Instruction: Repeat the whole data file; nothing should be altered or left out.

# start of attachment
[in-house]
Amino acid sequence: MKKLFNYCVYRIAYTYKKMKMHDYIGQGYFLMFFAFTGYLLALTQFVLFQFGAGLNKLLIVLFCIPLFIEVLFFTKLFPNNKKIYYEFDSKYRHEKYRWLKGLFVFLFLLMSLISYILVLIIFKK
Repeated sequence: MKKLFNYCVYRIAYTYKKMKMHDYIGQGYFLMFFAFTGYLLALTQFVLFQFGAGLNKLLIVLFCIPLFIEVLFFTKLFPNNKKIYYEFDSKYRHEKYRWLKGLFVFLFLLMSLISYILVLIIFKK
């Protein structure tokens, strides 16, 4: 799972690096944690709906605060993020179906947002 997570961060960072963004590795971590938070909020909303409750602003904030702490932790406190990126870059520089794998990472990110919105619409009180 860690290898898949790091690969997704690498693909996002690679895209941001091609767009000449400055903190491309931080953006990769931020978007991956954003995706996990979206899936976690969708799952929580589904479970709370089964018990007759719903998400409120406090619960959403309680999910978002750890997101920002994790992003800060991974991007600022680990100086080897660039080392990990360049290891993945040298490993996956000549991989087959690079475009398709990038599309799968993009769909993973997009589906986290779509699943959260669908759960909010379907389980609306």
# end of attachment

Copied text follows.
[in-house]
Amino acid sequence: MKKLFNYCVYRIAYTYKKMKMHDYIGQGYFLMFFAFTGYLLALTQFVLFQFGAGLNKLLIVLFCIPLFIEVLFFTKLFPNNKKIYYEFDSKYRHEKYRWLKGLFVFLFLLMSLISYILVLIIFKK
Repeated sequence: MKKLFNYCVYRIAYTYKKMKMHDYIGQGYFLMFFAFTGYLLALTQFVLFQFGAGLNKLLIVLFCIPLFIEVLFFTKLFPNNKKIYYEFDSKYRHEKYRWLKGLFVFLFLLMSLISYILVLIIFKK
């Protein structure tokens, strides 16, 4: 799972690096944690709906605060993020179906947002 997570961060960072963004590795971590938070909020909303409750602003904030702490932790406190990126870059520089794998990472990110919105619409009180 860690290898898949790091690969997704690498693909996002690679895209941001091609767009000449400055903190491309931080953006990769931020978007991956954003995706996990979206899936976690969708799952929580589904479970709370089964018990007759719903998400409120406090619960959403309680999910978002750890997101920002994790992003800060991974991007600022680990100086080897660039080392990990360049290891993945040298490993996956000549991989087959690079475009398709990038599309799968993009769909993973997009589906986290779509699943959260669908759960909010379907389980609306």